Have you ever been injured in an accident that was captured by a dashcam? If so, there are three things to consider in regards to your personal injury claim against the driver at fault. First, keep the video quality and audio capabilities of the dashcam in mind. Second, know that you can use dashcam footage to prove or disprove fault after an accident. And third, recognize that a dashcam serves as an objective witness, which has both pros and cons depending on the specifics of your case.
Video Quality and Audio Capabilities
If the dashcam video quality is less than 1080p, it can be difficult or impossible to make out important information such as license plate numbers or facial features. If the quality is lower, it can still be used to defend your actions, but might not be effective at proving the actions of the at-fault party.
Dashcam audio can be nice to have in some situations. For example, it may capture what the other motorist says to you after the accident. If they admit fault on video, that will be an immense help to your case. It can also capture something you or a passenger in your vehicle said prior to the crash, which can prove your frame of mind — such as that you were paying attention to the road.
However, dashcam audio can also be a liability. Pennsylvania is a two-party consent state when it comes to audio recordings. This means that if your dashcam records audio within your vehicle, you will need to inform any passengers in your vehicle that they are being recorded. Failure to do so could render your dashcam evidence unusable in your case.
What Does Dashcam Evidence Do?
There are two primary uses for dashcams in personal injury cases. They can prove that the other motorist was at fault and they can disprove that you were at fault.
A dashcam can catch another motorist causing the crash that led to your injuries. It may show them cut you off, swerve into your lane, or run through a stop sign or red light. Video evidence of such actions is vital to the integrity of your case because some people will act like they have no idea what caused the accident despite it being obvious that it was their actions.
If you have footage of their negligent or reckless behavior, it will be difficult for them to argue that they were not the cause of your injuries.
On the other hand, a dashcam can also prove that you were not the one at fault in the accident. The other motorist may attempt to claim that you drifted into their lane, stopped suddenly and without warning, or ran through a stop sign or red light. If they make such claims, you have footage to refute them. Dashcams are invaluable if the other party attempts to turn the narrative of the crash around.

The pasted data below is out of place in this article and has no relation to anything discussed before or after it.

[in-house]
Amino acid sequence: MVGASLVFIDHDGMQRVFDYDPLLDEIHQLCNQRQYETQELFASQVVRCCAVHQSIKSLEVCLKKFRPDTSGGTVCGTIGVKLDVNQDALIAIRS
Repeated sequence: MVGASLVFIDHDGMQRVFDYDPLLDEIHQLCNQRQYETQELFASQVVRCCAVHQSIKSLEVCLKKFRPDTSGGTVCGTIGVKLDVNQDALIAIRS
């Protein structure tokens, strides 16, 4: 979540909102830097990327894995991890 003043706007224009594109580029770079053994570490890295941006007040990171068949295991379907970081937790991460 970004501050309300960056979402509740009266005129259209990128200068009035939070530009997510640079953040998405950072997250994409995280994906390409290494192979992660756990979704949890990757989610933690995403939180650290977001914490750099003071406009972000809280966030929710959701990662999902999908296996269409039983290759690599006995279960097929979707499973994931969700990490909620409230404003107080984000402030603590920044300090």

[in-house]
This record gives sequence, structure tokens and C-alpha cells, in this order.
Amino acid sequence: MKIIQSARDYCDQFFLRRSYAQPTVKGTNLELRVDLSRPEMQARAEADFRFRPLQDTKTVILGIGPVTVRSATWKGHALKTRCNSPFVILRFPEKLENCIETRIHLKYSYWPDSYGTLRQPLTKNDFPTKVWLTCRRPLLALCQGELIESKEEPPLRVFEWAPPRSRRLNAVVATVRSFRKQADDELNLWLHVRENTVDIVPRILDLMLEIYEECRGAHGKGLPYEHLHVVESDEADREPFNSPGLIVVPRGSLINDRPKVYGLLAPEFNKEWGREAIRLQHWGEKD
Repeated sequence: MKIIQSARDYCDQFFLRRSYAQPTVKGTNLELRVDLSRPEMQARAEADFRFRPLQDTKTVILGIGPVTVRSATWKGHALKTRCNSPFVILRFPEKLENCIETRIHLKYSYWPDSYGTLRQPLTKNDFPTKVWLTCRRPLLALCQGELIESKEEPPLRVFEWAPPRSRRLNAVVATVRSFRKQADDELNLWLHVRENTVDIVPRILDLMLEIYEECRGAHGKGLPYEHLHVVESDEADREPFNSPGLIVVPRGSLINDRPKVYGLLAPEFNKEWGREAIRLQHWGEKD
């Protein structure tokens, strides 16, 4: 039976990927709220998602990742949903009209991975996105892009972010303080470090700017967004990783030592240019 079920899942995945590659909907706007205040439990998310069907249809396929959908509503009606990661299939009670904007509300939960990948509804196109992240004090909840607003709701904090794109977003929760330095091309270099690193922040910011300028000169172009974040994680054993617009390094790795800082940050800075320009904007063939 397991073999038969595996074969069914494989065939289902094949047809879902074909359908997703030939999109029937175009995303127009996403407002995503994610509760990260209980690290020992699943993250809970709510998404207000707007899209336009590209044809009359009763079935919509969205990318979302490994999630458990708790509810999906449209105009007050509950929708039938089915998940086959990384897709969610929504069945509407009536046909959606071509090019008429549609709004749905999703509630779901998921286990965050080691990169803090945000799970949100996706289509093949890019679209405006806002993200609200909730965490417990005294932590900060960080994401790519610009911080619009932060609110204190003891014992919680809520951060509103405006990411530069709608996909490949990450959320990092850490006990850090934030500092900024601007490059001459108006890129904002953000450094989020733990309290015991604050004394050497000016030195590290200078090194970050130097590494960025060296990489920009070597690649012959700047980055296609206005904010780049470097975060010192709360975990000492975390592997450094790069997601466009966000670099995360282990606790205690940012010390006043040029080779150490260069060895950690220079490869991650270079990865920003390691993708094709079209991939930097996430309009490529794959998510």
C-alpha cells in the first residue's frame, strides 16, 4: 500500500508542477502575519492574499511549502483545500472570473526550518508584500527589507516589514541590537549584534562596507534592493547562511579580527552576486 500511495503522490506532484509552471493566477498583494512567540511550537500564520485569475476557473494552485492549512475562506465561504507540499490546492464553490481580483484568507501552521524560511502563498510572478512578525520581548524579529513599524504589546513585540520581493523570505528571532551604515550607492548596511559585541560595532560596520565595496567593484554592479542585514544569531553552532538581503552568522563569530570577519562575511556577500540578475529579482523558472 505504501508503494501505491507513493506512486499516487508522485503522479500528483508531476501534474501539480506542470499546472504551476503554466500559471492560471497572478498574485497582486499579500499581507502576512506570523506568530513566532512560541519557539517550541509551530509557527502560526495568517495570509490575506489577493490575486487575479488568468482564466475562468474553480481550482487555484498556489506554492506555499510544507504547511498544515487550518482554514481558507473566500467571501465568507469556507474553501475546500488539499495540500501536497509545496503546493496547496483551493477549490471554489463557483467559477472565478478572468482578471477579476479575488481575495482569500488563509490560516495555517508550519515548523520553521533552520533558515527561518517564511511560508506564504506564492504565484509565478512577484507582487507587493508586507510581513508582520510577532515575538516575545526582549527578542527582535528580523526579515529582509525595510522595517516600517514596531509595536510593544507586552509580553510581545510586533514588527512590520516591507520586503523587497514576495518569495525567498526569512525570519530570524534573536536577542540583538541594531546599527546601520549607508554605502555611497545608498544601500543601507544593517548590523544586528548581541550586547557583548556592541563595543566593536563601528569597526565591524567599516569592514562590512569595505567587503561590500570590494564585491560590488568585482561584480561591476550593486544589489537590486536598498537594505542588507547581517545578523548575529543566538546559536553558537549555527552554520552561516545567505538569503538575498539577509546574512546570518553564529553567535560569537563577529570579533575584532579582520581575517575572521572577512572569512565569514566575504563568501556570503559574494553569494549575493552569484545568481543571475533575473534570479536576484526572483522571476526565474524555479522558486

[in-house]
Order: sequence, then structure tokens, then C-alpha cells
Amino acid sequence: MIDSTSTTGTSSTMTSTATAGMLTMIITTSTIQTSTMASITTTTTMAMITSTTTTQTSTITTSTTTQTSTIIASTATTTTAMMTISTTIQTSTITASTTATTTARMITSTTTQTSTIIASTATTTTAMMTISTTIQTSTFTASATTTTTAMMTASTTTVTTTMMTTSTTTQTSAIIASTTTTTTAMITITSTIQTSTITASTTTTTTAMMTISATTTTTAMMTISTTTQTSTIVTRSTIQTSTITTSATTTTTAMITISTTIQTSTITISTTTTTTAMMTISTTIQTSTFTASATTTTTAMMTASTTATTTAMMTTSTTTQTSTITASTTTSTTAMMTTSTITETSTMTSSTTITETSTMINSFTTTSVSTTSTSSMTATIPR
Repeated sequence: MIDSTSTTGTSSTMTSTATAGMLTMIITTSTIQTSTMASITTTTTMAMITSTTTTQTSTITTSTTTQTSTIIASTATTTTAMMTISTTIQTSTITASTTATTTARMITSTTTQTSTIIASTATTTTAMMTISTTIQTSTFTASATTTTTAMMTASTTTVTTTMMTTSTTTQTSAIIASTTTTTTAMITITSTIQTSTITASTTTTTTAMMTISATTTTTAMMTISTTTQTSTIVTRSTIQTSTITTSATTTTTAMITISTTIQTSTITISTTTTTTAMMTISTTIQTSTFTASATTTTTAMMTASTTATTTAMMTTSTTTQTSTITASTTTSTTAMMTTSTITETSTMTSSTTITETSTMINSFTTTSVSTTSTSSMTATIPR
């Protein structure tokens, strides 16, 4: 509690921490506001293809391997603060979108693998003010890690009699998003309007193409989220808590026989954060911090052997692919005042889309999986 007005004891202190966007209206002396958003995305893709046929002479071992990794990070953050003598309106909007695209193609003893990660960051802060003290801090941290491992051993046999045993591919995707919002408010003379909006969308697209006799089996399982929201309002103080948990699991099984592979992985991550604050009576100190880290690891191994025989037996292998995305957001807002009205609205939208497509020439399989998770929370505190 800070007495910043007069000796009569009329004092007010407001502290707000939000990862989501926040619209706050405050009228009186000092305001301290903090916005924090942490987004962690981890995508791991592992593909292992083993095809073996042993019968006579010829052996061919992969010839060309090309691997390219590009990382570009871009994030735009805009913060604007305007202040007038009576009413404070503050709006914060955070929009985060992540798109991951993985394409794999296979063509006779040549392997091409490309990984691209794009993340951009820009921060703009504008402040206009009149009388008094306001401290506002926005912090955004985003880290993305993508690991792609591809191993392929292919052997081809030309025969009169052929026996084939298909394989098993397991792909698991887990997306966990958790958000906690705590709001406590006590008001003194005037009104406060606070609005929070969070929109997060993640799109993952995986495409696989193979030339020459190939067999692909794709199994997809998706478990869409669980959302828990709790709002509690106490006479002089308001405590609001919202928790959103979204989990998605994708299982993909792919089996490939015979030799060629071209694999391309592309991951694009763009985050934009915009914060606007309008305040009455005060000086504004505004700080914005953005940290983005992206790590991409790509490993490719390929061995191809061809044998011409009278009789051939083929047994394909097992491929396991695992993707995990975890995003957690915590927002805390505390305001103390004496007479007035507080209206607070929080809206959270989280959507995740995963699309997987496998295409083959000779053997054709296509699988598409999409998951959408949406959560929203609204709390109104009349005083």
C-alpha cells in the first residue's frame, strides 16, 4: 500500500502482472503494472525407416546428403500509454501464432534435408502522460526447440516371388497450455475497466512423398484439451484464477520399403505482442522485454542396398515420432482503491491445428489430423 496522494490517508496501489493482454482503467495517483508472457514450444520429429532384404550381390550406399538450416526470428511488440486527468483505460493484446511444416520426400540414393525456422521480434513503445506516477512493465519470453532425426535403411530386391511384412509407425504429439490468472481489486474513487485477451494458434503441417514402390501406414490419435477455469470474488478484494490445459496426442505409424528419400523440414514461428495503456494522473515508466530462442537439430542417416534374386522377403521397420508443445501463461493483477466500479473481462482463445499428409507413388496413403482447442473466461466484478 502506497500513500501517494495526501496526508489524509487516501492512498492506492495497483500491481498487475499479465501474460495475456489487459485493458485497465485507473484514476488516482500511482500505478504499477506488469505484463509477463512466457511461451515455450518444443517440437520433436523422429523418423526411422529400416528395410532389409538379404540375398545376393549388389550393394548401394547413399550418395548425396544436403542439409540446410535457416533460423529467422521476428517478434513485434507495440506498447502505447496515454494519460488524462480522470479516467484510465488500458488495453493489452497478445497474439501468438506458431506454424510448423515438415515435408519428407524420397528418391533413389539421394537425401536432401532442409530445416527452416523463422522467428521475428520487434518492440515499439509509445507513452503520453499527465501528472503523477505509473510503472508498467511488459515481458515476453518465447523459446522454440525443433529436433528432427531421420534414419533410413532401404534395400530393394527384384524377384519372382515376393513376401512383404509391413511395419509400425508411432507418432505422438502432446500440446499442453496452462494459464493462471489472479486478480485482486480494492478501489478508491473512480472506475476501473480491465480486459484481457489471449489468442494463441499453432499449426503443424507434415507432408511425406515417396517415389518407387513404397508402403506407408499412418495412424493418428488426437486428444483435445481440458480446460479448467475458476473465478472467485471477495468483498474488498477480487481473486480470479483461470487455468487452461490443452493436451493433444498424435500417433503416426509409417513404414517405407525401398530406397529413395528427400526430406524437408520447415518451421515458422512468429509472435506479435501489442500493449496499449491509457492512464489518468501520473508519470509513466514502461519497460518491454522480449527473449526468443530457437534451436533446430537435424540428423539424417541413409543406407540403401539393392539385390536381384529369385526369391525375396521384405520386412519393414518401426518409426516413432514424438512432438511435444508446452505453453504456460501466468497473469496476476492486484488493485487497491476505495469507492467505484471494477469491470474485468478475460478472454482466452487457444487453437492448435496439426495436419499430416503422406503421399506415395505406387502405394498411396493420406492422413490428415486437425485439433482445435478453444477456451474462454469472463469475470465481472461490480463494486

Dashcam video evidence can eliminate the “he-said, she-said” aspect of many car accident cases. The video does not lie.
Objective “Witness” for Comparative Negligence
It does not matter who the dashcam that is being used as evidence in your case belongs to. It can be yours, that of another motorist, or even that of the driver whose vehicle you are a passenger in. The footage serves as an objective “witness” of events that doesn’t choose sides. It simply lays out the facts of the situation as it captures them.
As discussed, it can be used to prove either fault or innocence in a personal injury case. But this is especially important in Pennsylvania due to something called comparative negligence. In Pennsylvania, if you are 51% or more at fault for the accident that caused your injury, you will be barred from receiving compensation. Your compensation is also reduced by the percentage of fault that is attributed to you if it is 50% or less.
What this means is that if you win $100,000 after your case goes to trial, but you were found to be 10% at fault for the accident, you would only receive $90,000 of that reward. And, this is where the primary downside of dashcams can come in. The dashcam may very well depict you doing something that attributes a portion of the fault to you. For this reason, it is always a good idea to go over the footage from your dashcam with an attorney before providing it to law enforcement. This will give you and your attorney a chance to prepare based on what the footage shows.
Dashcam Evidence can Help Your Claim
If you have been injured in a car accident and one of the vehicles had a dashcam recording during the crash, that footage can be used as evidence to support your injury case. The better the video quality, the more useful the footage will generally be because it can pick up more detail, such as license plate numbers.
This evidence can help your case in two main ways. It can prove that the other motorist involved in the accident was at fault and it can prove that you were not at fault. But, because the video serves as an objective “witness,” it may also result in your compensation being reduced if you are found to be partially at fault.
Donaghue & Labrum Trial Lawyers
Whether or not a dashcam plays a role in your car accident injury case, the best thing you can do is hire an experienced attorney. A car accident lawyer can help gather evidence — including dashcam evidence — to support your claim for compensation. Contact the trial lawyers at Donaghue & Labrum today for a free consultation regarding your case.